The mpox vaccination campaign after an outbreak swept the United States last year was highly effective at preventing infection, new federal data showed.
One dose of the JYNNEOS vaccine was 75% effective and two doses of the vaccine were 86% effective, a new study published Thursday by the Centers for Disease Control and Prevention found.
Among patients who are immunocompromised, one dose of the vaccine was 51% effective and two doses were 70.2% effective.
CDC officials said the results showed the importance of at-risk populations getting vaccinated or getting a second dose among those who've only been partially vaccinated ahead of summer.
As of March 31, nearly 31,000 mpox cases and 42 deaths have been reported since the outbreak struck last year, according to the report.
During the height of the outbreak, cases were, in some instances, doubling every week. Although anyone -- regardless of sexual orientation -- is at risk if they have direct contact with an infected patient, the outbreak was primarily concentrated in men who have sex with men, a group that includes people who identify as gay, bisexual, transgender and nonbinary.
In response, health officials began advising anyone with known exposure to mpox or who might be at risk of exposure to get vaccinated with the JYNNEOS vaccine, which was approved by the Food and Drug Administration in 2019.
To increase the number of JYNNEOS doses available, the FDA authorized a proven strategy in August to inject the vaccine intradermally, just below the first layer of skin, rather than subcutaneously, or under all the layers of skin.
This allows one vial of vaccine to be given out as five separate doses rather than a single dose.
Since summer 2022, more than 1.2 million doses have been administered. However, there has been limited data on the effectiveness of the vaccine, so the CDC conducted a study comparing vaccine effectiveness among sexually active men who have sex with men or transgender people between ages 18 and 49.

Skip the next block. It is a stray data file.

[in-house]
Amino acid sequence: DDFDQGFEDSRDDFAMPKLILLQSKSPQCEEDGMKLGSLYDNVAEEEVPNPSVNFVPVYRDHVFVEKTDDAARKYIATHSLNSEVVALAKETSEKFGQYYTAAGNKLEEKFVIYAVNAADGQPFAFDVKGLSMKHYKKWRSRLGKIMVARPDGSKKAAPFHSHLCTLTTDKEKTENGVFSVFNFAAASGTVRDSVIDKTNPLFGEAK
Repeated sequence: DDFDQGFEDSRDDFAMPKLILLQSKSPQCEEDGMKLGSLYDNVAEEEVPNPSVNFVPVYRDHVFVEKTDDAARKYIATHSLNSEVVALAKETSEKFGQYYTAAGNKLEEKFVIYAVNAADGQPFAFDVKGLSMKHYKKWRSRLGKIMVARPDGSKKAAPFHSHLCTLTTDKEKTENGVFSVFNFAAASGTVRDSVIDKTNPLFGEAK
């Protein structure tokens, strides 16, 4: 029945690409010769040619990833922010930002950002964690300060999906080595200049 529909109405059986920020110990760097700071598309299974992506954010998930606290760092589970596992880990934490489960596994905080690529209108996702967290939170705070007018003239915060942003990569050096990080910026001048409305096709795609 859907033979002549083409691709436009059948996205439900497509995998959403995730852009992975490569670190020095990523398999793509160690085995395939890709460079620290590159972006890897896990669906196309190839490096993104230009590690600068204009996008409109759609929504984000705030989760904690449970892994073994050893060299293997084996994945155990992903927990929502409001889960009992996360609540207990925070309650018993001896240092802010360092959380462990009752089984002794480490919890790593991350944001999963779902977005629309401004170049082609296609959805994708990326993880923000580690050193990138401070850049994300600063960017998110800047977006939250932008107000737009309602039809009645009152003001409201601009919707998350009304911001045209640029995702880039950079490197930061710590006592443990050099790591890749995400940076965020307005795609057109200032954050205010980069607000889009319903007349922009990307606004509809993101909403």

Between August 2022 and March 2023, a total of 309 patients who were vaccinated were compared with 608 patients who were not.
Not only was the vaccine shown to be effective, but also there was little difference in vaccine effectiveness when it came to the method by which the shot was administered, whether subcutaneously or intradermally.
"Vaccination is an important tool for preventing mpox, and this report demonstrates that the JYNNEOS vaccine is effective at reducing risk for mpox," the report said. "However, additional pre-cautions to reduce exposure should be considered, particularly among immunocompromised persons" including limiting the number of sexual partners and one-time sexual encounters."
The study comes as the CDC and the Chicago Department of Public Health reported a recent outbreak of mpox.
Twenty-one cases in Chicago have been diagnosed, with most among gay, bisexual or other men who have sex with men, the CDC said during a press briefing with reporters Thursday morning.
Some cases did occur among previously vaccinated individuals, but there could be explanations including decreased immunity over time or infected patients being immunocompromised, the officials said.
This demonstrates "the ongoing risk for new cases and outbreaks and the need for continued vigilance and prevention efforts," Dr. Christopher Braden, the CDC mpox response incident manager, said during the briefing.